Christmas Non-Jolly Traditions. Actually, Terrifying Is The Word.


Oh, Christmas traditions are a funny thing, eh? We put a dead tree in the living room and wrap it in electric wires, hang socks over a fireplace, drink booze at work parties, exchange gifts we know people will either give away the next year or return, wear sweaters that would make a crazy old lady wince, bribe our kids with gifts if they are good and use a made-up fat guy as leverage, and listen to music that we love until December 26th then completely hate. And all this has to do, somehow, with the Son of God being born in a barn. Trying to explain this holiday to an extraterrestrial would be difficult if not slightly embarrassing but if we compare our traditions with that of other countries, we may come off as silly but at least we aren’t creepy and sadistic. Let me shed some light on a few traditions other countries have on this holiday of holly jolly.

Let’s start with the Scandinavians. Apparently it’s bad news to go out the night of Christmas Eve because this is the night when trolls, goblins, witches and ghost are said to roam the land and before dawn they are the craziest. To venture out means certain death so pray there isn’t a late night run to the local mart for more cheese and beer.

The Swedes take it a step further by actually setting a table with a huge feast for dead relatives to return from the grave and party all night. The (living) family members close off the room, go to bed and not dare return until morning. They observe any signs that there was a ghostly gathering the morning of Christmas and I guess…open presents? No idea.

In Wales, it’s said dogs that howl during the night on Christmas Eve will go mad by years end. They also make a point to keep a candle lit through Christmas day and if it should go out means there will be a death in the house soon. Oh! Also if you cast a shadow on the wall and it appears headless you are totally fucked. I’m not making these up.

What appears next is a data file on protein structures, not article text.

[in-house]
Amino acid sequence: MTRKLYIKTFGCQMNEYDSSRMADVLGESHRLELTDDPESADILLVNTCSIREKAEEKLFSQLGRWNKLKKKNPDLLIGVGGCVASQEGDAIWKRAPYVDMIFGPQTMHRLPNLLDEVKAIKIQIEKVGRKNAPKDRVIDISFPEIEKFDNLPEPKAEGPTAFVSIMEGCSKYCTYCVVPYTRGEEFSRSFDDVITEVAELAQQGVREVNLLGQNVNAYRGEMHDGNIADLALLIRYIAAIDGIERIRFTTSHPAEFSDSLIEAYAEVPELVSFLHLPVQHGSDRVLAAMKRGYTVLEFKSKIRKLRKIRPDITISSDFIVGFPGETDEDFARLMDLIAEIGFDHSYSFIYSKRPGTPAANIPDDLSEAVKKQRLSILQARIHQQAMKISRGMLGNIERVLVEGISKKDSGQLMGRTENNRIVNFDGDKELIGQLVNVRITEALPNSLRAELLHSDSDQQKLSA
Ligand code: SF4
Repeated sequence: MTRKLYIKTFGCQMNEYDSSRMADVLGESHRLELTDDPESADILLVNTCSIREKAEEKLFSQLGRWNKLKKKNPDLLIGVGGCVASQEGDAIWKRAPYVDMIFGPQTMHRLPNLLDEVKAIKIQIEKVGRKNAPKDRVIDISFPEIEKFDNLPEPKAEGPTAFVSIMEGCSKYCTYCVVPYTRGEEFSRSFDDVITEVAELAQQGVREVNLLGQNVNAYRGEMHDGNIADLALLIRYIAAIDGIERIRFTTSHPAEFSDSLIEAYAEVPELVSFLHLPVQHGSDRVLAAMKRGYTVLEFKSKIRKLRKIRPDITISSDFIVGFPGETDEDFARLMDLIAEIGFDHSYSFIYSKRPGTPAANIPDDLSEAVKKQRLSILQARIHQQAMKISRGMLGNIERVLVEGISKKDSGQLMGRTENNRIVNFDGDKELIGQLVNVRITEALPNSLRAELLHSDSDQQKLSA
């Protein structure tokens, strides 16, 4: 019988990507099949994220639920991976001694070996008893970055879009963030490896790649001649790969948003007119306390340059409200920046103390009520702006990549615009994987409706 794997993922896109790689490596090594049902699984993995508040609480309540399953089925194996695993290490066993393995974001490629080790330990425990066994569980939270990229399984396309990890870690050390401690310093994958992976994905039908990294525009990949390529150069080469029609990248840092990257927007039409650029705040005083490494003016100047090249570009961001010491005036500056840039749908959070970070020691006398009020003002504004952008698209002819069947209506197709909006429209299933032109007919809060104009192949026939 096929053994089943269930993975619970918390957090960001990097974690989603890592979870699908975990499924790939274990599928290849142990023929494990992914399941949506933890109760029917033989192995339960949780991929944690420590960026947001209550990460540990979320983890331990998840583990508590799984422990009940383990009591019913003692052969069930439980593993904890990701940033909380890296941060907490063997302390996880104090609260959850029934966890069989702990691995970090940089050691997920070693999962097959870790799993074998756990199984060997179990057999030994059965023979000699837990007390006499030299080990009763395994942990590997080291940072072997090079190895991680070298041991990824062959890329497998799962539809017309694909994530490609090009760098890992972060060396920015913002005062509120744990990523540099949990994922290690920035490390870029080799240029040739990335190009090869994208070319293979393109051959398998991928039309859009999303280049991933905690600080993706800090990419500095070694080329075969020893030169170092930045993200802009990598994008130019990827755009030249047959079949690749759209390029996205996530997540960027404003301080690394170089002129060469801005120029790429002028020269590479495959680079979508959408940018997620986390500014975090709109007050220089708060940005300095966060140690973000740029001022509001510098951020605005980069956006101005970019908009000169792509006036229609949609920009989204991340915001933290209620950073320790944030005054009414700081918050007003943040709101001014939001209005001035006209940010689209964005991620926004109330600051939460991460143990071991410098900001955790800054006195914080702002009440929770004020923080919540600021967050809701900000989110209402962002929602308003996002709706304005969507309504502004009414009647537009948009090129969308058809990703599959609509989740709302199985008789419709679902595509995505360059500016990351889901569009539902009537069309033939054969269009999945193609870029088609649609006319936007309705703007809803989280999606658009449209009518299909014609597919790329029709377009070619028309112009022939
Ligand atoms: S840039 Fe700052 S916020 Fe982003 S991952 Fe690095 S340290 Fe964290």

Another odd Netherlands tradition or folklore is to clean all of your Christmas decorations by February second and if you are late or leave behind any needles from wreaths or a tree, that is how many spirits and demons you will have for the rest of the year. This folklore I happen to like because seeing neighbors with Christmas decorations up any longer than a month after December should result in at least a curse.

Here is my personal favorite and it hails from Austria. I am not sure how cute elves were brought about as St. Nick’s assistant because the origin of Santa has a demon named Krampus helping him out. Yeah, a demon who tags along with him to handle the “naughty” list. Did I mention he is a rape demon too? Apparently he is described as an incubus that preys on sleeping people and follows around St. Nick delivering beatings to bad kids and the really bad ones go with Krampus down to Hell. This reward to punishment ratio seems a little bit one sided. If you are good you get a bunch of candy in your shoe. Bad, you get raped, beaten and dragged to Hell.

Damn, Santa is kind of a sick jerk.

10 Comments

  1. This is precisely the way I am feeling Christmas this year. I am joining up with the Krampus. I’m in the mood to drag bad kids to hell this year, and I’m glad there’s a culture that will sanction me. Thank you for helping put me in the spirit this year, whatever that spirit may happen to be.

  2. Great idea for a post! Krampus got the shaft in the holiday game. I like to think that he’s out there somewhere biding his time and preparing for a return.

  3. The Return of Krampus may be imminent, as I see more mentions of him every year. He made a guest appearance on the Colbert Show last year.
    There’s that one Christmas song that mentions “there’ll be scary ghost stories” as one of the traditions of Christmas. I love that side of Christmas.

  4. Yeah, I think I’ll stick with Christmas in America…ugly sweaters and all (I just spent a ridiculous amount of sweater that would make Krampus wince).

  5. The Krampus demon also sounds like he would visit and torture women once a month. Sorry, we all thought it, didn’t we? Thanks for the history lesson – that was really cool!

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